Black-market forms of the powerful opioid fentanyl were responsible for nearly 80 per cent of fentanyl-related deaths in Ontario last year, according to the Office of the Chief Coroner.
And nearly half of the people who died from accidental opioid-related causes in the province from May to December, 2017, had been taking the drugs for at least five years, Chief Coroner Dirk Huyer said.
“We are seeing people who have used drugs for many years now dying, so something has changed,” Dr. Huyer said.
The figures are the result of new investigative techniques adopted by the office last year to better understand what is driving a spike in opioid-related deaths in the province and who is being affected. There were 1,263 such deaths in Ontario last year, compared with 867 in 2016, the coroner said.
Fentanyl, an opioid that’s up to 100 times more powerful than morphine, is responsible for rising rates of overdose deaths across Canada. Last year, 72 per cent of accidental opioid-related deaths in the country involved prescription or illicit fentanyl, compared with 55 per cent in 2016, according to a report released by the federal government last month.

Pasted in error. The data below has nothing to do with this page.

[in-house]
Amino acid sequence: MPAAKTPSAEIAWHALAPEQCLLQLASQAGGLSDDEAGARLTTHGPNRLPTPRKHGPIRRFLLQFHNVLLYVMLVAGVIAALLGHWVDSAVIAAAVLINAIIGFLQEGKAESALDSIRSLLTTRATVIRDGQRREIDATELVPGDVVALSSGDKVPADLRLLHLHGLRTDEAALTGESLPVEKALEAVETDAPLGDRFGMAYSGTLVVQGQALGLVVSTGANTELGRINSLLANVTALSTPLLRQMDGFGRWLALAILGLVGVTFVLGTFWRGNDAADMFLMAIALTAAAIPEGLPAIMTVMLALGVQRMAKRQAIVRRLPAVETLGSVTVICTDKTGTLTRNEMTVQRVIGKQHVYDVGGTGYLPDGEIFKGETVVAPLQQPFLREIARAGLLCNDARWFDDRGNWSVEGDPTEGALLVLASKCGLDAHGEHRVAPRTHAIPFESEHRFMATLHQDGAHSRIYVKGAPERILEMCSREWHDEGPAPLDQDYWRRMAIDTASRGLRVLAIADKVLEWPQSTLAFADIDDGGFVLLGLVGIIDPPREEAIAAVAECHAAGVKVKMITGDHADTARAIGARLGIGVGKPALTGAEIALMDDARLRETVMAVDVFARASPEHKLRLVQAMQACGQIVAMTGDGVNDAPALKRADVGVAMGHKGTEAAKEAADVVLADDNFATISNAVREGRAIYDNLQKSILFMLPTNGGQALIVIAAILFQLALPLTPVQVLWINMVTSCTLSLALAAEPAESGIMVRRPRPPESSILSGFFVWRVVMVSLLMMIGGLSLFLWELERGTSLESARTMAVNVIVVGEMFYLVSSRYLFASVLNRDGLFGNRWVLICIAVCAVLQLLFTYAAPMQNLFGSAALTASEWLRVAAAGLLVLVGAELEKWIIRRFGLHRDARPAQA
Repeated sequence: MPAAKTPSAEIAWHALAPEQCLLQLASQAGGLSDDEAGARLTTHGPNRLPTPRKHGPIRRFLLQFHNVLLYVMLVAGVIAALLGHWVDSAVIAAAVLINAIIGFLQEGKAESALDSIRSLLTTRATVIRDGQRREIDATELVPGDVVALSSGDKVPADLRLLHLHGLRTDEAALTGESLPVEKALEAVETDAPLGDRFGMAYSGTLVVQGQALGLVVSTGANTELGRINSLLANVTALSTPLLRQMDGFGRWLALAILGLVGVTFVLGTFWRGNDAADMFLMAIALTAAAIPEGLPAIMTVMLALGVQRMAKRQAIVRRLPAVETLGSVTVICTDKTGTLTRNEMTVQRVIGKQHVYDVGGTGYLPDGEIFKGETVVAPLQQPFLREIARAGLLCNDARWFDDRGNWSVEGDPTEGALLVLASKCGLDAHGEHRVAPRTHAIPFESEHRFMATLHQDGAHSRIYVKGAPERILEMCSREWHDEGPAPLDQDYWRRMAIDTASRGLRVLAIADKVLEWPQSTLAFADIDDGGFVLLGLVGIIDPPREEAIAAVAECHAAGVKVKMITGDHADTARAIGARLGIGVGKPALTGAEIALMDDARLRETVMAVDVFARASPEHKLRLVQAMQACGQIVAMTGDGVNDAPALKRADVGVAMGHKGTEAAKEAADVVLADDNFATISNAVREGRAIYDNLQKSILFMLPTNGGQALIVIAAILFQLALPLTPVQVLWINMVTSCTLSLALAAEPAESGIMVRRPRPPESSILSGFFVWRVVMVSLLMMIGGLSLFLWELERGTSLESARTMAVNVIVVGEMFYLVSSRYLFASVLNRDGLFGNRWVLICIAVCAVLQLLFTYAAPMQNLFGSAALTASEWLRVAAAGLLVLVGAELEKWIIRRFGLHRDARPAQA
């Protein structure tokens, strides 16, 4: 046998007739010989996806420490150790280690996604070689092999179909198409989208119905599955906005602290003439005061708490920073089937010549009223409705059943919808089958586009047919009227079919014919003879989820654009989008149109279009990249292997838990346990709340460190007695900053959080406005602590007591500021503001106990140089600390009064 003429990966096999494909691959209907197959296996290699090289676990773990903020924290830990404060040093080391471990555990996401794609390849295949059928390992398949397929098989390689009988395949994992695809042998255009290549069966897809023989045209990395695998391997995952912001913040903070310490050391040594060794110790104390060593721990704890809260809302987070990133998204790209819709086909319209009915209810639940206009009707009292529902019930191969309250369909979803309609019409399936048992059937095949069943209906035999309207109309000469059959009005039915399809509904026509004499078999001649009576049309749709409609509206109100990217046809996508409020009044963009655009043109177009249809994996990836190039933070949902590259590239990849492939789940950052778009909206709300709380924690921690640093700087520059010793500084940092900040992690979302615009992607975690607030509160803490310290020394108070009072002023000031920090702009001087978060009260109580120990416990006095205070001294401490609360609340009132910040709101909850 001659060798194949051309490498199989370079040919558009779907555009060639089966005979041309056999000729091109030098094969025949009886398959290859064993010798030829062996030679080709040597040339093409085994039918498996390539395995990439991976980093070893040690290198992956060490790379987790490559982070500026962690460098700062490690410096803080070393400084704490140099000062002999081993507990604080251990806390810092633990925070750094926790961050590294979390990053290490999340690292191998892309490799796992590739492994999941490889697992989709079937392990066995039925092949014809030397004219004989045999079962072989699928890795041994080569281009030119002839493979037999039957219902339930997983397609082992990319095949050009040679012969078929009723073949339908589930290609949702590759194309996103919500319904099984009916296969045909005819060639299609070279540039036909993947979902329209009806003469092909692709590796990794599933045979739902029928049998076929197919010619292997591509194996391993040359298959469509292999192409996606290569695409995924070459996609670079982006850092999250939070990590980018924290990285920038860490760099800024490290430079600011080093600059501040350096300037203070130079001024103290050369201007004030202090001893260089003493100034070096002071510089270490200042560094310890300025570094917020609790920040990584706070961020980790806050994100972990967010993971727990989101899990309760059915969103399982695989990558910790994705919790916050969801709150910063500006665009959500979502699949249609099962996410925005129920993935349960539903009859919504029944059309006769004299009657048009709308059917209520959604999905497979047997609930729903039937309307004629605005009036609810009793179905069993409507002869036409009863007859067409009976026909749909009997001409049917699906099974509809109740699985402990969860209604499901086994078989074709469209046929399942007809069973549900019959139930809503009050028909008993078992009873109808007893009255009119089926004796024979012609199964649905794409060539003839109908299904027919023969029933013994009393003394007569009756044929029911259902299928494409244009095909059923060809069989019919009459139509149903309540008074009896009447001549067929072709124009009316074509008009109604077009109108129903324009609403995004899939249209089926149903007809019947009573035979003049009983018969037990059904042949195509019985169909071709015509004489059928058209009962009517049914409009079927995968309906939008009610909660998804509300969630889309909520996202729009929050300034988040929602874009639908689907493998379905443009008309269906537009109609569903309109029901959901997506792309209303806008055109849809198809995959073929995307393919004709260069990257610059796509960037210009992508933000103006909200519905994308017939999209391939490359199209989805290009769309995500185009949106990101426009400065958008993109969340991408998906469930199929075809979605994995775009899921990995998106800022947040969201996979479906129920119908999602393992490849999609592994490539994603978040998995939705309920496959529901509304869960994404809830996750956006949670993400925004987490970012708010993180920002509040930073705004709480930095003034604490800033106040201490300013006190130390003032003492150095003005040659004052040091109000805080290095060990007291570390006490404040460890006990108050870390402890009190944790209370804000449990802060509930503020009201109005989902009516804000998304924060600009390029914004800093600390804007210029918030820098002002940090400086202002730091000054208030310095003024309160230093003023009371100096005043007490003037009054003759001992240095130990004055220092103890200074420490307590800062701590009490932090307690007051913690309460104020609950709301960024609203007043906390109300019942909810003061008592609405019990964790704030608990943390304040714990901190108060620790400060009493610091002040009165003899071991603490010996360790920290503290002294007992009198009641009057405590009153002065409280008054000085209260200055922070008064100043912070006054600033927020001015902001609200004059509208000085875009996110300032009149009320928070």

B.C. and Alberta have been particularly hard-hit, with fentanyl linked to about four-fifths of all accidental opioid deaths in those provinces last year.
But Ontario is quickly catching up. Last year, 68 per cent of accidental opioid-related deaths were linked to fentanyl, compared to 45 per cent in 2016 and 21 per cent in 2016, according to Dr. Huyer.
Of those, 78 per cent were caused by non-pharmaceutical fentanyl, which Ontario’s coroner defines as fentanyl not produced in a medical facility for intended use by patients. Typically, that black-market fentanyl is made to resemble other prescription opioid tablets, or is mixed with other hard drugs. (Other provinces don’t distinguish between pharmaceutical and non-pharmaceutical fentanyl in the same way. In B.C., for example, the chief coroner’s office says that illicit fentanyl can include pharmaceutical products that have been stolen or otherwise obtained from the intended patient.)
Dr. Huyer said investigators are now examining details surrounding individuals’ deaths with greater scrutiny. For instance, looking at medical histories and previous drug-use habits help to paint a more complete picture. The office is also expediting investigations to allow for faster analysis of trends – instead of a year, most cases are being wrapped up in three months, Dr. Huyer said.
The next step is to figure out what is driving more people toward fentanyl and other opioids by examining their lives to better understand the growing crisis and how to prevent more deaths.